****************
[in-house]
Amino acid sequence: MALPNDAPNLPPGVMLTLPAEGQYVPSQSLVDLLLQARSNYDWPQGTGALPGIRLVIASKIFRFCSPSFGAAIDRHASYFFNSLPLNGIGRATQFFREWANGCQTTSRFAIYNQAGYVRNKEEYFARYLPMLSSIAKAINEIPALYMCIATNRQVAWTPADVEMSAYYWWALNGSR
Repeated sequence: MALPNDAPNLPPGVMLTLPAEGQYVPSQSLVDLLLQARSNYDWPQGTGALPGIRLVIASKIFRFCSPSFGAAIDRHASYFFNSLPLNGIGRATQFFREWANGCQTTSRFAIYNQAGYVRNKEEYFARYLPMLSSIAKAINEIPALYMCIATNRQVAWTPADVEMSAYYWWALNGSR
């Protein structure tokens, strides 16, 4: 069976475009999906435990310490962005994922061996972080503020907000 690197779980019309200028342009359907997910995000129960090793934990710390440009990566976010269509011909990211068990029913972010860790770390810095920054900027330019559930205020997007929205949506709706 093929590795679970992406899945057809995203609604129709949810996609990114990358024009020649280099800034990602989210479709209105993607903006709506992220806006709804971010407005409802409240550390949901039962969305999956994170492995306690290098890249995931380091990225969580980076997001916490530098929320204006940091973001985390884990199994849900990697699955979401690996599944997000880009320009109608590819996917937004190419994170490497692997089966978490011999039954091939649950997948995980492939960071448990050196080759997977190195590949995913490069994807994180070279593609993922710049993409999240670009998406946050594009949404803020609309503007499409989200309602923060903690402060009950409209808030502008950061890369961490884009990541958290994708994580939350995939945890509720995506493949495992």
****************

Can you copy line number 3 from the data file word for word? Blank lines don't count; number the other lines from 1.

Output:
Repeated sequence: MALPNDAPNLPPGVMLTLPAEGQYVPSQSLVDLLLQARSNYDWPQGTGALPGIRLVIASKIFRFCSPSFGAAIDRHASYFFNSLPLNGIGRATQFFREWANGCQTTSRFAIYNQAGYVRNKEEYFARYLPMLSSIAKAINEIPALYMCIATNRQVAWTPADVEMSAYYWWALNGSR